Back when Howard Hughes was making movies, he was also making political statements. This particular film was his indictment of government institutions turning a blind eye to organized crime during Prohibition. He believed lawmakers were spending too much time trying to regulate business and industry and not enough keeping the public safe from gang violence.
Based upon the novel by Armitage Trail, much of the story mirrors headline news, from drive-by shootings with tommy guns to the St. Valentine's Day Massacre. Audiences of the day would have easily understood that the loose cannon Antonio…
I enjoyed it better than the 1983 remake, so that's something I guess. There are plenty of genuinely great sequences in this film--car chases, shootouts, everything you'd probably expect from the genre. But it just never really quite coheres as a film. Where it really starts to fall apart is in the endgame, just when it seemed poised to actually bring everything together with some genuinely emotionally affecting moments. The biggest problem is that Paul Muni, who had until this point of the film acquitted himself quite well, suddenly inexplicably no-sells the biggest emotional moments of the film.
Of course, it's also possible the film also could've been dramatically better if it hadn't been gutted by the censors. Reading through…
yea it perf
muni an all-timer
The message at the beginning truly goes a long way in setting a context for the film: while watching it, you get to a point where you kinda like the characters, or find the montages of constant carnage fun, you suddenly remember that text and look at them as monsters and cold-blooded killers they are. It's anything but a passive viewing experience.
Week #30 of The Letterboxd Seasonal Challenge: Pre-Code Hollywood Week.
I was not perpared for how frenetically paced this film was; with the exception of the somewhat didactic scenes of city officials discussing violence Scarface is firing on all cylinders all the time, delivering shootout after shootout with just enough romantic pursuits and betrayals to give you enough breath in between the violent outbursts. Also, for some odd reason Hawks's comedic genius is clearest to me when he's not directing comedies.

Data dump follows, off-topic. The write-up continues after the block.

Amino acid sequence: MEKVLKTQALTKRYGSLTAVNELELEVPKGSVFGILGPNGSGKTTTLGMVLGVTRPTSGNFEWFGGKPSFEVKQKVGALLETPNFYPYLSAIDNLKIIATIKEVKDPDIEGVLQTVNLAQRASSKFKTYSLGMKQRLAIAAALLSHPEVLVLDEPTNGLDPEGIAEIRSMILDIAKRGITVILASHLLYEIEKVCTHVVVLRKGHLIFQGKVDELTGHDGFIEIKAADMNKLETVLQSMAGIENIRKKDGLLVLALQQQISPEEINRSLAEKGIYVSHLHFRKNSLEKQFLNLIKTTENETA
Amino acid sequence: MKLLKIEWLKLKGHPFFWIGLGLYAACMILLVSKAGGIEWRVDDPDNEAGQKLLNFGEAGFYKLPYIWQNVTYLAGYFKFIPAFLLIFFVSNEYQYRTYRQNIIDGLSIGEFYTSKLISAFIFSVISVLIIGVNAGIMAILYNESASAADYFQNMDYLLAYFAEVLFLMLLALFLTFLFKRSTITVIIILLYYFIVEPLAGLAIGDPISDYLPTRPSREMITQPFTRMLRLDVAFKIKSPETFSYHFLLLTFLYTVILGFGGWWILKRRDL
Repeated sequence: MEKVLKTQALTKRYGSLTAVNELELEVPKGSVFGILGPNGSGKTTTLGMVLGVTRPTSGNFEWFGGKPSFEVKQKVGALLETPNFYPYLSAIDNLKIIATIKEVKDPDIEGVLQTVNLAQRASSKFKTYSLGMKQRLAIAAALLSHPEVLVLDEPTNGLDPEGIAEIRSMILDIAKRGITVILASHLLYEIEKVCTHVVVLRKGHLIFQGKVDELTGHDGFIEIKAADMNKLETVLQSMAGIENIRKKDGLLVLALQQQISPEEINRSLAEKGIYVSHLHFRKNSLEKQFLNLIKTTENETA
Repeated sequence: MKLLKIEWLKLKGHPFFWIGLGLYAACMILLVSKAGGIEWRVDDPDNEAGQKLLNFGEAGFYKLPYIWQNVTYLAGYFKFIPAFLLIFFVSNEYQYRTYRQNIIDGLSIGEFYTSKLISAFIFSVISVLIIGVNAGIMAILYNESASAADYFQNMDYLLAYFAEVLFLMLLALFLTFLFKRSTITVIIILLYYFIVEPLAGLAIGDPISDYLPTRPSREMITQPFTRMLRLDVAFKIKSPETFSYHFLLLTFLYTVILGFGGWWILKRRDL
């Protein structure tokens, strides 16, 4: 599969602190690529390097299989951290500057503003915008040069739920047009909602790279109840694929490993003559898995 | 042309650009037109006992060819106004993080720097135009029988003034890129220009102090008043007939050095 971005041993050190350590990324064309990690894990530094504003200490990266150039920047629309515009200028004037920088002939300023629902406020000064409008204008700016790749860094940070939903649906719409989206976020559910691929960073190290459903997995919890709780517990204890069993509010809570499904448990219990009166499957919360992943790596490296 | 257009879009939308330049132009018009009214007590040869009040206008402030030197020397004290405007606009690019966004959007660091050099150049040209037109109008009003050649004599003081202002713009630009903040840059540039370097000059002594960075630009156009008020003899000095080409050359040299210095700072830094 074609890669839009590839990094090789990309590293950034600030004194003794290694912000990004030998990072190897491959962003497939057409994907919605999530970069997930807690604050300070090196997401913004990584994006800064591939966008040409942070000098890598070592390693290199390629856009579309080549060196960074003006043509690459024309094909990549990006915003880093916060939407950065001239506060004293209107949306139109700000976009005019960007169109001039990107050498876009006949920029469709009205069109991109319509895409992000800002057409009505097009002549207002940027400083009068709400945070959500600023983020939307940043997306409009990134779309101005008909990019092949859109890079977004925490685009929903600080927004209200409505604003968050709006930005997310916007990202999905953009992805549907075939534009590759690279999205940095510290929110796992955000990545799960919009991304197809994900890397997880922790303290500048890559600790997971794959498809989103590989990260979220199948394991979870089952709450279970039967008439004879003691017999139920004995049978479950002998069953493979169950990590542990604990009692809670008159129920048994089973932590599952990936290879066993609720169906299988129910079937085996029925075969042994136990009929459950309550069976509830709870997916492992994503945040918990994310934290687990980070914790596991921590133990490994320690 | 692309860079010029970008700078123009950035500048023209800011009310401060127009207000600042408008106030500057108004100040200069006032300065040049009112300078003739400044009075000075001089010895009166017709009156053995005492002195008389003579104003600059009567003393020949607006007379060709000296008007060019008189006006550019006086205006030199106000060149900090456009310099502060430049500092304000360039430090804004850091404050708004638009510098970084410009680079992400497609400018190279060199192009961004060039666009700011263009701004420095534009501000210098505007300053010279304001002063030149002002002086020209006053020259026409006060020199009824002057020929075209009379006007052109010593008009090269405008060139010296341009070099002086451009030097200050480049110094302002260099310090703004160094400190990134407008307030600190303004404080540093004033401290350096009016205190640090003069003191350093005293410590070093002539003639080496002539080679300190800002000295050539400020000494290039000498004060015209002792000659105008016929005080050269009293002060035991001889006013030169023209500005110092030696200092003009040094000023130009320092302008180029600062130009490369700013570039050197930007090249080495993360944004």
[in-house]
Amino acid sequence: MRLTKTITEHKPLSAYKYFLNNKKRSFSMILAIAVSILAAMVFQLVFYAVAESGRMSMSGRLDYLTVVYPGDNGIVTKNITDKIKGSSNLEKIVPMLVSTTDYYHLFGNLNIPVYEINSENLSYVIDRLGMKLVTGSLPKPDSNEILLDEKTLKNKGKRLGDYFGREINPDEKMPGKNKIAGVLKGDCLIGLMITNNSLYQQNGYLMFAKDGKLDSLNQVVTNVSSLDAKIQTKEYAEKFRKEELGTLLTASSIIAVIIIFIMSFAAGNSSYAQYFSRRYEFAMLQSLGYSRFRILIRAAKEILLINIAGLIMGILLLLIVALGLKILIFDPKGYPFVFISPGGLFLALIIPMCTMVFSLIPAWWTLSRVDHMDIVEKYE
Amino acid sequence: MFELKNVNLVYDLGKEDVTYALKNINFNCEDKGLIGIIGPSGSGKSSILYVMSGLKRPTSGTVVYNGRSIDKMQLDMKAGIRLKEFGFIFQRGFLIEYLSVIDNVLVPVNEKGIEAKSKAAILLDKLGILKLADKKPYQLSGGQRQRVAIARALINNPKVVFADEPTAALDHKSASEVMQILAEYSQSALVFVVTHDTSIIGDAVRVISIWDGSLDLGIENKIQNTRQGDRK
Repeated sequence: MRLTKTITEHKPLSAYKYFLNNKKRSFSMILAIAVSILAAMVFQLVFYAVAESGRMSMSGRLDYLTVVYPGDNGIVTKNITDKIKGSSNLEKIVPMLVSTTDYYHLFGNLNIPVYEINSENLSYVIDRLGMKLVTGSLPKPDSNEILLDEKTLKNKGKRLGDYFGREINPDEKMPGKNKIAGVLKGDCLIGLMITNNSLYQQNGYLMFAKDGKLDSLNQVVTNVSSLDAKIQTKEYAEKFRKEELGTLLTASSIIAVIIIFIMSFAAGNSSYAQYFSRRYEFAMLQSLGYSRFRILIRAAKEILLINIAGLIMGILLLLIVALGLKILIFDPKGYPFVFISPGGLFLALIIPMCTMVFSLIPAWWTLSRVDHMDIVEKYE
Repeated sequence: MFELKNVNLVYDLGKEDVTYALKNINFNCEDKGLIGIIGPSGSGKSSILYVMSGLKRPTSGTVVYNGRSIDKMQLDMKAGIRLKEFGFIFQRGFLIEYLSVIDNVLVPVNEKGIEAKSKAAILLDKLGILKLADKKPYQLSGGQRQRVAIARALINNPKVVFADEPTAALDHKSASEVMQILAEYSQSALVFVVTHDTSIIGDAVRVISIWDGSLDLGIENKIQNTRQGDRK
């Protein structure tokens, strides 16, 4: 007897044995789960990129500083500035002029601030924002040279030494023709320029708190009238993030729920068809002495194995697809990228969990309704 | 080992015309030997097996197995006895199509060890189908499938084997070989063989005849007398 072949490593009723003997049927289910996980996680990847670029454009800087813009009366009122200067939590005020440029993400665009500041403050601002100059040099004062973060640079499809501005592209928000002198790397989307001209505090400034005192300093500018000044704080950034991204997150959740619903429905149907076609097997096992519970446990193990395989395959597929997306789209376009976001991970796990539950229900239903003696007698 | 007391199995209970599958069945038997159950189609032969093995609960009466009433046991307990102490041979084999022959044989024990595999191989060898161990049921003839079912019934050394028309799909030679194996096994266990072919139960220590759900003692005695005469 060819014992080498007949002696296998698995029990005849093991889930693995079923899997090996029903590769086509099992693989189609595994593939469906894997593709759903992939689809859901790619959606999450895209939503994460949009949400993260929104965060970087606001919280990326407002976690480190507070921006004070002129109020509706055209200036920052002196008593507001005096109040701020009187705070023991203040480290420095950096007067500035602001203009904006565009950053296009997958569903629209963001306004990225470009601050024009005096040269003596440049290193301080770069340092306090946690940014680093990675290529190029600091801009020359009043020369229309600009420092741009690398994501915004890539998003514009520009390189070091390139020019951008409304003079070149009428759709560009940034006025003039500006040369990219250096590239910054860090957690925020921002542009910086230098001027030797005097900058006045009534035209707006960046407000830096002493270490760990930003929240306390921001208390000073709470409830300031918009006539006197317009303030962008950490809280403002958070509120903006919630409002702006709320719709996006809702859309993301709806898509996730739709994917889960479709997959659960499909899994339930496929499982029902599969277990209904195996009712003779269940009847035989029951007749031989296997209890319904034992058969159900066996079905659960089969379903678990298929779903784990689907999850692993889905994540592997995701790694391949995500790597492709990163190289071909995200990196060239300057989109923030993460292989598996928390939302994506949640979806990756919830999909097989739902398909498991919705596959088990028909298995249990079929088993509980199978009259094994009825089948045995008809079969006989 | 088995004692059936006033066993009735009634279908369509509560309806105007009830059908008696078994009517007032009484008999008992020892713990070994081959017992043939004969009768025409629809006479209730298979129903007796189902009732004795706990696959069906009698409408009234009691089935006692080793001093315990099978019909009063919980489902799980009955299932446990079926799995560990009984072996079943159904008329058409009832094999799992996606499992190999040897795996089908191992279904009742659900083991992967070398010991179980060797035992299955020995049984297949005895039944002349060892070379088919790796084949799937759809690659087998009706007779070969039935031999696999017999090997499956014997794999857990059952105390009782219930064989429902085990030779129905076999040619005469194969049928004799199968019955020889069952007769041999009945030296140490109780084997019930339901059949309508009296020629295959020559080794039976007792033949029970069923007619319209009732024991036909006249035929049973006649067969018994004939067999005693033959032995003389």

Like its more famous 80s remake, Howard Hawks' gangster film survives on iconography rather than quality. Like its remake, its excess is now considered both satirical and iconic. In fact the similarities don't end there.
Charting the rise and fall of Tony 'Scarface' Camonte, this film similarly is violent. The violence is just as mindless, there's no sense of impact or toll felt here. The gunfire is never-ending yet little of it is truly felt. The story hangs together with disparate scenes never building to a climax that feels earned. The characters are all unlikable which would be fine so long as they were at least interesting. Paul Muni plays the lead like a Universal monster. He lurches and lugs…
This isn't noir- it's pure expressionism, studio-style. A cast filled with character actors gives the film an exaggerated feel, along with the shadow-filled sets and hammy acting. All this goodness is in vain, however, due to a more or less cookie-cutter gangster story that doesn't bring anything new to the table. Hawks isn't very Hawks here- thank god he went on to be bigger and better.
Tony Camonte: I don't know nothin'. I don't see nothin'. I don't hear nothin'. When I do I don't tell the cops. Understand?
Week 30 - Letterboxd Season Challenge 2015-16 - Pre-Code Hollywood Week
First, I loved the PSA in the beginning of the movie. I believe all films should have some sort of PSA in the beginning. No hidden agendas here. Second, I cannot recall seeing such a violent film from the 1930's. This must have been a horrific watch for some moviegoers in 1932. Overall, a very good movie that had some uneven spots, but not enough to put a damper on this oldie, but goodie.
The first 1012 films are from The 1,000 Greatest Films list, and maintain the original order. The films that follow…
More Info to come